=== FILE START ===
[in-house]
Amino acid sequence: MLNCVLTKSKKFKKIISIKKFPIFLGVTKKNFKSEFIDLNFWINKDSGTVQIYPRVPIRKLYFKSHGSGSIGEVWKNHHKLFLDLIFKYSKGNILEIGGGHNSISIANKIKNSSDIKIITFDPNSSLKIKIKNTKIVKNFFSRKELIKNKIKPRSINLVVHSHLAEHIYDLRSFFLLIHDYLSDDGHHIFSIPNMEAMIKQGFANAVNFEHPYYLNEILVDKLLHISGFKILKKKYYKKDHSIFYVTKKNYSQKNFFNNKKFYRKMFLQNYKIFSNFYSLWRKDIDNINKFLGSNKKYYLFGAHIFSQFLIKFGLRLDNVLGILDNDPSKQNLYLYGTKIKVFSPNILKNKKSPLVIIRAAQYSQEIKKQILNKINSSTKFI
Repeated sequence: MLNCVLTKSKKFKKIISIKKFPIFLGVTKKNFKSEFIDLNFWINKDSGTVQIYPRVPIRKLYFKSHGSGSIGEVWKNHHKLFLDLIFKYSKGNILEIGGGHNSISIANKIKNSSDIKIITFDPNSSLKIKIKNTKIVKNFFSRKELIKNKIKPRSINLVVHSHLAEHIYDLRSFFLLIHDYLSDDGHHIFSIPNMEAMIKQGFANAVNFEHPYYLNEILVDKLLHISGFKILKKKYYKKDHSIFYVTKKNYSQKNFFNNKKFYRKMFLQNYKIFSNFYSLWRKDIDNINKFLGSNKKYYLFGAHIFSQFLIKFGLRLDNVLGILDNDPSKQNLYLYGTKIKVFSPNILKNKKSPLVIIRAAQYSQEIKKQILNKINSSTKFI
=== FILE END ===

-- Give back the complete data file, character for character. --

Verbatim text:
[in-house]
Amino acid sequence: MLNCVLTKSKKFKKIISIKKFPIFLGVTKKNFKSEFIDLNFWINKDSGTVQIYPRVPIRKLYFKSHGSGSIGEVWKNHHKLFLDLIFKYSKGNILEIGGGHNSISIANKIKNSSDIKIITFDPNSSLKIKIKNTKIVKNFFSRKELIKNKIKPRSINLVVHSHLAEHIYDLRSFFLLIHDYLSDDGHHIFSIPNMEAMIKQGFANAVNFEHPYYLNEILVDKLLHISGFKILKKKYYKKDHSIFYVTKKNYSQKNFFNNKKFYRKMFLQNYKIFSNFYSLWRKDIDNINKFLGSNKKYYLFGAHIFSQFLIKFGLRLDNVLGILDNDPSKQNLYLYGTKIKVFSPNILKNKKSPLVIIRAAQYSQEIKKQILNKINSSTKFI
Repeated sequence: MLNCVLTKSKKFKKIISIKKFPIFLGVTKKNFKSEFIDLNFWINKDSGTVQIYPRVPIRKLYFKSHGSGSIGEVWKNHHKLFLDLIFKYSKGNILEIGGGHNSISIANKIKNSSDIKIITFDPNSSLKIKIKNTKIVKNFFSRKELIKNKIKPRSINLVVHSHLAEHIYDLRSFFLLIHDYLSDDGHHIFSIPNMEAMIKQGFANAVNFEHPYYLNEILVDKLLHISGFKILKKKYYKKDHSIFYVTKKNYSQKNFFNNKKFYRKMFLQNYKIFSNFYSLWRKDIDNINKFLGSNKKYYLFGAHIFSQFLIKFGLRLDNVLGILDNDPSKQNLYLYGTKIKVFSPNILKNKKSPLVIIRAAQYSQEIKKQILNKINSSTKFI